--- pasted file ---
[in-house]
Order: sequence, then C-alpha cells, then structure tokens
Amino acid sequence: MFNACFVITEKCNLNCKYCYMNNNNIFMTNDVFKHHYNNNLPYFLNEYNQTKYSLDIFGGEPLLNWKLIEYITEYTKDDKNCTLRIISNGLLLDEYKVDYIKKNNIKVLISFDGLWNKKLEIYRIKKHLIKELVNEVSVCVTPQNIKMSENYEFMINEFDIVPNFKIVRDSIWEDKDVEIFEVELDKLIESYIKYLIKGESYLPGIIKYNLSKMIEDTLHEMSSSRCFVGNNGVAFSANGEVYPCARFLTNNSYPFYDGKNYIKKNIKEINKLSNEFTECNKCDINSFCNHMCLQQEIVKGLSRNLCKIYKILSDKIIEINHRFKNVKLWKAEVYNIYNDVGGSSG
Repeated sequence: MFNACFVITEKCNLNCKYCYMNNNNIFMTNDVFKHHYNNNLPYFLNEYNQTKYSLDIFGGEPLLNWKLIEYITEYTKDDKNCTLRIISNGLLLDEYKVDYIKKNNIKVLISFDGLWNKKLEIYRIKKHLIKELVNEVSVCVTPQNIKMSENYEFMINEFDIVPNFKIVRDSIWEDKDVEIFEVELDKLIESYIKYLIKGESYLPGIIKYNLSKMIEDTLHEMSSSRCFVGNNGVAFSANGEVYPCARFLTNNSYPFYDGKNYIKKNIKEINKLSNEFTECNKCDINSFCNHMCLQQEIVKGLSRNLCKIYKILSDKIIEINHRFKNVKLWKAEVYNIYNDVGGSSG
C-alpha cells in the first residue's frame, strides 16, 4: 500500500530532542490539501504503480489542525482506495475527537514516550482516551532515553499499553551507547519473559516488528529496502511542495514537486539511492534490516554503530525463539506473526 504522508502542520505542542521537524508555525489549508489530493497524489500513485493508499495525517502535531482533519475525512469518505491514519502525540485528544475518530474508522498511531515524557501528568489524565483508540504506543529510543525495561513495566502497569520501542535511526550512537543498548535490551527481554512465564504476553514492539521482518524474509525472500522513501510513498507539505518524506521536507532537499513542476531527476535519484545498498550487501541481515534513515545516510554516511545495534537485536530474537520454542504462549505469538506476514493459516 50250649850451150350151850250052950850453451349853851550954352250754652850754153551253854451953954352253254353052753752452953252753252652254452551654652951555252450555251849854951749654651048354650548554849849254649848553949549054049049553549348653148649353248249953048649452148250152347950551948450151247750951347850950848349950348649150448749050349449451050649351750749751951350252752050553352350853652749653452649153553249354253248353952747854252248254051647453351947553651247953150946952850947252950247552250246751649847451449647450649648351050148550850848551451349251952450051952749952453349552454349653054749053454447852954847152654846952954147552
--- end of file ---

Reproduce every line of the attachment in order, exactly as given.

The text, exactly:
[in-house]
Order: sequence, then C-alpha cells, then structure tokens
Amino acid sequence: MFNACFVITEKCNLNCKYCYMNNNNIFMTNDVFKHHYNNNLPYFLNEYNQTKYSLDIFGGEPLLNWKLIEYITEYTKDDKNCTLRIISNGLLLDEYKVDYIKKNNIKVLISFDGLWNKKLEIYRIKKHLIKELVNEVSVCVTPQNIKMSENYEFMINEFDIVPNFKIVRDSIWEDKDVEIFEVELDKLIESYIKYLIKGESYLPGIIKYNLSKMIEDTLHEMSSSRCFVGNNGVAFSANGEVYPCARFLTNNSYPFYDGKNYIKKNIKEINKLSNEFTECNKCDINSFCNHMCLQQEIVKGLSRNLCKIYKILSDKIIEINHRFKNVKLWKAEVYNIYNDVGGSSG
Repeated sequence: MFNACFVITEKCNLNCKYCYMNNNNIFMTNDVFKHHYNNNLPYFLNEYNQTKYSLDIFGGEPLLNWKLIEYITEYTKDDKNCTLRIISNGLLLDEYKVDYIKKNNIKVLISFDGLWNKKLEIYRIKKHLIKELVNEVSVCVTPQNIKMSENYEFMINEFDIVPNFKIVRDSIWEDKDVEIFEVELDKLIESYIKYLIKGESYLPGIIKYNLSKMIEDTLHEMSSSRCFVGNNGVAFSANGEVYPCARFLTNNSYPFYDGKNYIKKNIKEINKLSNEFTECNKCDINSFCNHMCLQQEIVKGLSRNLCKIYKILSDKIIEINHRFKNVKLWKAEVYNIYNDVGGSSG
C-alpha cells in the first residue's frame, strides 16, 4: 500500500530532542490539501504503480489542525482506495475527537514516550482516551532515553499499553551507547519473559516488528529496502511542495514537486539511492534490516554503530525463539506473526 504522508502542520505542542521537524508555525489549508489530493497524489500513485493508499495525517502535531482533519475525512469518505491514519502525540485528544475518530474508522498511531515524557501528568489524565483508540504506543529510543525495561513495566502497569520501542535511526550512537543498548535490551527481554512465564504476553514492539521482518524474509525472500522513501510513498507539505518524506521536507532537499513542476531527476535519484545498498550487501541481515534513515545516510554516511545495534537485536530474537520454542504462549505469538506476514493459516 50250649850451150350151850250052950850453451349853851550954352250754652850754153551253854451953954352253254353052753752452953252753252652254452551654652951555252450555251849854951749654651048354650548554849849254649848553949549054049049553549348653148649353248249953048649452148250152347950551948450151247750951347850950848349950348649150448749050349449451050649351750749751951350252752050553352350853652749653452649153553249354253248353952747854252248254051647453351947553651247953150946952850947252950247552250246751649847451449647450649648351050148550850848551451349251952450051952749952453349552454349653054749053454447852954847152654846952954147552